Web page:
Bless your heart
March 29, 2013

If you’ve never lived in the South, you’ve never had the privilege of hearing some of the most  fantastic oratory in this country.  And no, I’m not just talking about the diversity of accents and dialects down here.  I’m talking about the way people speak.  In particular, if you ever get the chance to listen to a Southern woman talk (usually about other people), stop and listen.

There are amazing quips and phrases that are heard on a daily basis in the South.  Some are very often in the form of a simile or metaphors.  Some of my favorites:

  • Fixing to: which means you are about to do something.  
  • Fixens: All the special trimmings with a meal (not to be confused with the phrase above)
  • Nervous as a long-tailed cat in a room full of rocking chairs.
  • More _____ than you can swing a dead cat at (Ok I actually don’t like this one much with the deceased animal reference)
  • Devil is beating his wife: It’s raining and the sun is shining simultaneously
  • You’re not from ’round here are ya?: We know you’re an outsider. We will keep an eye on you. (Usually said after you mispronounce one of our towns/streets/etc)
  • Rode hard and hung up to dry: looking pretty haggard
  • Sweating like a whore in church
  • He/She is dumber than a bag of hammers.
  • Gimme some sugar: Kiss/hug me.  Usually said to small children or cutesy to lovers.

But one of my favorite things about Southern oratory is the backhanded compliment.  If “you’re not from around here” you might confuse someone as complimenting you when really they’re pointing out your foibles.  I always tell people one of the best ways to spot it is to listen to the following phrase, it will usually precede or follow the aforementioned backhanded compliment or to soften the blow of a outright insult.

“Bless your heart.”

I adore this Southernism.  I like to use it whenever I can, and generally spread the gospel of “bless your heart” to my non-Southern friends.  How is it used?  Usually in conjunction with another Southernism.  For example: “He’s dumber than a bag of hammers, bless his heart.”  Now, see that doesn’t sound quite as bad as “he’s a dumbass” does it?  Throw in a nice drawl and I just want to sop it up with a biscuit.*

Another way to use “bless your heart” is when you see or hear someone doing something in an entirely wrong or bad way.  For example, when you see someone doing a terrible job of parking a giant car and then see it’s a little old lady who can barely see over the steering wheel and you say “bless her heart.”  Or recently when the woman at my gym was really trying to convince me that I needed to join their couch to 5k training group while I was wearing this shirt:

I almost never wear this shirt because it screams "I RAN A HALF MARATHON!"

I almost never wear this shirt because it screams “I RAN A HALF MARATHON!”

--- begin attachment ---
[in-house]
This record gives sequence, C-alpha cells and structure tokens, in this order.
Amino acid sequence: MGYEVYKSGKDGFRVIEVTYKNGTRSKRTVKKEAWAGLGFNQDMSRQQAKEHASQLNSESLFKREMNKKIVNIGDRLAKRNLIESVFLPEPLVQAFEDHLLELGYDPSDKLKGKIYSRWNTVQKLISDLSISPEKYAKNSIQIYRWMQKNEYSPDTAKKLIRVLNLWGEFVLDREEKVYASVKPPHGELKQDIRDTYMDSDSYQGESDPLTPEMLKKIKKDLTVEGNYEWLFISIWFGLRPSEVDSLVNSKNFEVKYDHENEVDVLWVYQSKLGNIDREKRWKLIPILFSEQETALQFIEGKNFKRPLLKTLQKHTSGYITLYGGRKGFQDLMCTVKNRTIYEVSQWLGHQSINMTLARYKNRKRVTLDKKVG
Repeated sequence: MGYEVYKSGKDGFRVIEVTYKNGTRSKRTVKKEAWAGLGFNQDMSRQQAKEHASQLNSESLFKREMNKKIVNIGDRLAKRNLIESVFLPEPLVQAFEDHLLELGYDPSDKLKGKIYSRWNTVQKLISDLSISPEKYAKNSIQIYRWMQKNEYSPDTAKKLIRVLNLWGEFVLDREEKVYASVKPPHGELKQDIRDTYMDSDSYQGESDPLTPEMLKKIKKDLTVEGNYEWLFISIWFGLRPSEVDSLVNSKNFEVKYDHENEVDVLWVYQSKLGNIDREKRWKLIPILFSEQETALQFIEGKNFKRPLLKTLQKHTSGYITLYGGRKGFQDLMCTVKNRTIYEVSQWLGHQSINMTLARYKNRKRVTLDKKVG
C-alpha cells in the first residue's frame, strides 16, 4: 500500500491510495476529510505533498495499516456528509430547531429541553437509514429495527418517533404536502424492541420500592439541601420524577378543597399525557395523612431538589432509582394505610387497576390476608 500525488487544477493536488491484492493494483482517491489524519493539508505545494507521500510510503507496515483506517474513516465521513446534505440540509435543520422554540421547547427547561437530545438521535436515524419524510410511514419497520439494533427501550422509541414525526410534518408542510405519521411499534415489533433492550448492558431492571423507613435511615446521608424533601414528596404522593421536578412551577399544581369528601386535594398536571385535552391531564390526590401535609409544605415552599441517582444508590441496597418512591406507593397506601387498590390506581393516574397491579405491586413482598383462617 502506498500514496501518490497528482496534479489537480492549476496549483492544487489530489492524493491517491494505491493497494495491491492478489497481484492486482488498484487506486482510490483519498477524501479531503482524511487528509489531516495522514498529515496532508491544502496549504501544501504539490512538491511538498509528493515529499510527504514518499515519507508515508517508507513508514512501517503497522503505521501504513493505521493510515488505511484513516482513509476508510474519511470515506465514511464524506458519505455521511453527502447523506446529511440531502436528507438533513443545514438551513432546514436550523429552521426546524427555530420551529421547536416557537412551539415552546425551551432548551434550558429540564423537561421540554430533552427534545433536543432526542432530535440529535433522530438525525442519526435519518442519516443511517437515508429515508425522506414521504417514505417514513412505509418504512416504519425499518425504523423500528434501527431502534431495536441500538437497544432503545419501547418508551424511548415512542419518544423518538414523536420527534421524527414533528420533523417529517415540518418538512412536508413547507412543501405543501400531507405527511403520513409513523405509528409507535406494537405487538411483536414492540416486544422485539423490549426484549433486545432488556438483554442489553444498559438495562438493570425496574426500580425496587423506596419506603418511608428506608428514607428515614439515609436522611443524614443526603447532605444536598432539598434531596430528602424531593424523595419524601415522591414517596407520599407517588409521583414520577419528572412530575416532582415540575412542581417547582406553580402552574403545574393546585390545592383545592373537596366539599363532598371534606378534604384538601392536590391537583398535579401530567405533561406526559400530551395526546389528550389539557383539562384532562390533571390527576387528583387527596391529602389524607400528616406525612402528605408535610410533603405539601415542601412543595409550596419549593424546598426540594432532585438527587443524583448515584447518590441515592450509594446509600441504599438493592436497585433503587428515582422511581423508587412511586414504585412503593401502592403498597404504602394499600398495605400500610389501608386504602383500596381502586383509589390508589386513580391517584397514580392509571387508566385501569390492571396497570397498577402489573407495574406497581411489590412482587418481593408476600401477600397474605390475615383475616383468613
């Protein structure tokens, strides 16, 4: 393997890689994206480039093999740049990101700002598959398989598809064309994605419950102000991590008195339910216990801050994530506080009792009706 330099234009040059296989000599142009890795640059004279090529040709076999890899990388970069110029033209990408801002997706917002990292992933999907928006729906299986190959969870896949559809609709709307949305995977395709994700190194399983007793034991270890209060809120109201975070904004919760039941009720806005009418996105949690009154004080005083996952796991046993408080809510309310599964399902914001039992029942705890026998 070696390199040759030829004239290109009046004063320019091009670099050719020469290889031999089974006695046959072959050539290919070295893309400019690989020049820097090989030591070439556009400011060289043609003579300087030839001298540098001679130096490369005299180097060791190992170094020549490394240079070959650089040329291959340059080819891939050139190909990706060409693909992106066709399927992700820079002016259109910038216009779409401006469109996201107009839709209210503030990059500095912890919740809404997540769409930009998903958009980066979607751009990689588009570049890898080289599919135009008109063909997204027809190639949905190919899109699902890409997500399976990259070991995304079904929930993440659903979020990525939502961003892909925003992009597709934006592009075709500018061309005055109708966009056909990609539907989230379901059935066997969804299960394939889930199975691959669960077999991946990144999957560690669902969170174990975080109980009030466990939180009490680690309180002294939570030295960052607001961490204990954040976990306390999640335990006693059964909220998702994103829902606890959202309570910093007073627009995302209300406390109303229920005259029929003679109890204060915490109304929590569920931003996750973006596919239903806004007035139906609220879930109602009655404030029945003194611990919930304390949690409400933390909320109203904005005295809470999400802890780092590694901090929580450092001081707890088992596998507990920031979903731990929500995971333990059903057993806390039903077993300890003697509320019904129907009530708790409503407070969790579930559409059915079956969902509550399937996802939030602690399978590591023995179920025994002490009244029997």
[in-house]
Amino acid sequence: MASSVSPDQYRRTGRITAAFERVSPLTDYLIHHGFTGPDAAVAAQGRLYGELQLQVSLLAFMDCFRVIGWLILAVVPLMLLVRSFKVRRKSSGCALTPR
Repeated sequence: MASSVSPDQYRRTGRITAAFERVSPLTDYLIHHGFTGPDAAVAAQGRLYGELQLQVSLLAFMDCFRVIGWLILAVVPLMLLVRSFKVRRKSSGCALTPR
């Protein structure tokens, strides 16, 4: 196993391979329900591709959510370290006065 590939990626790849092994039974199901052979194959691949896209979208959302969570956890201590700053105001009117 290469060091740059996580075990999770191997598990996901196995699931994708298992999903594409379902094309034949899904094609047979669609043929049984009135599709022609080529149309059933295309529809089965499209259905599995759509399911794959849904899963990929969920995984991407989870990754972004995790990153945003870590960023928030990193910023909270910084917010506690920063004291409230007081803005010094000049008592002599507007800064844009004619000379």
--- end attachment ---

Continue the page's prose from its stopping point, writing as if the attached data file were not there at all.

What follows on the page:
Or recently when I was getting my numbers checked at my gym and the employee helping me noticed my weight, BMI, body fat, and looked at me and said, “Wow…um…you must lift a lot of weights?”  Why thank you sweet Southern lady who was trying to think of the most polite way to say she was surprised by how healthy my numbers were.

* Gotta love this one.  Biscuits are a staple of Southern gastronomy.  They’re used to sop up the gravy, juices, chocolate, whatever is left on a plate.

So what are your favorite Southernisms?  Or do you have any that you need translating?

Location, location, location
April 23, 2012

Why I love running in the South in the Spring.

  1. Running in and out of intoxicating wafts created by the wild honeysuckle growing everywhere.  (It’s a surprise every single time and I love it!)
  2. Warmer, yet reasonable temperatures.  The weather has not quite reached meltingly infernal temperatures yet.
  3. So many pretty flowers and trees blooming that bring back vibrant color to the once drab winter landscapes.  See also, the wonderful smell of said flowers and trees!
  4. The start of more sunlight in the morning (along with less frozen temperatures) that signal the return of early morning runs, and getting the workout completed before starting your day.
  5. More sunlight in the evening for after work runs with friends, or an easy way to burn off steam from a long day.
  6. Critters!  Birds chirping. Bunnies hopping.  Deer with their fawns.  Even the occasional wild turkey.

What I dislike about running in the South in Spring.

Unpredictable and violent weather.  This is really the only issue I have, but it affects so many things.  It is impossible to pack clothes for a run with more than a couple hours of checking the weather.  The weather can change very drastically and quickly in the course of a day.  39º in the morning, 80º at midday, massive thunderstorm with hail in the evening, 60º at night.  This also makes it very difficult to plan for spring races.  You spend all winter training in the cold, then on race day it could be pleasant, it could be 88º with threat of heat exhaustion, or thunderstorm all day.  The storms can also come on quickly and be very violent.  It may look like just a pleasant sprinkling outside (I love running in a little bit of rain), but in 10 minutes it can turn into tornado conditions and that’s where seconds count in getting to a safe place.  You have to learn to be very flexible, pack a bigger bag for working out with a variety of clothes, and be prepared to scrap a run or hit the gym if the weather turns really nasty, and be safe.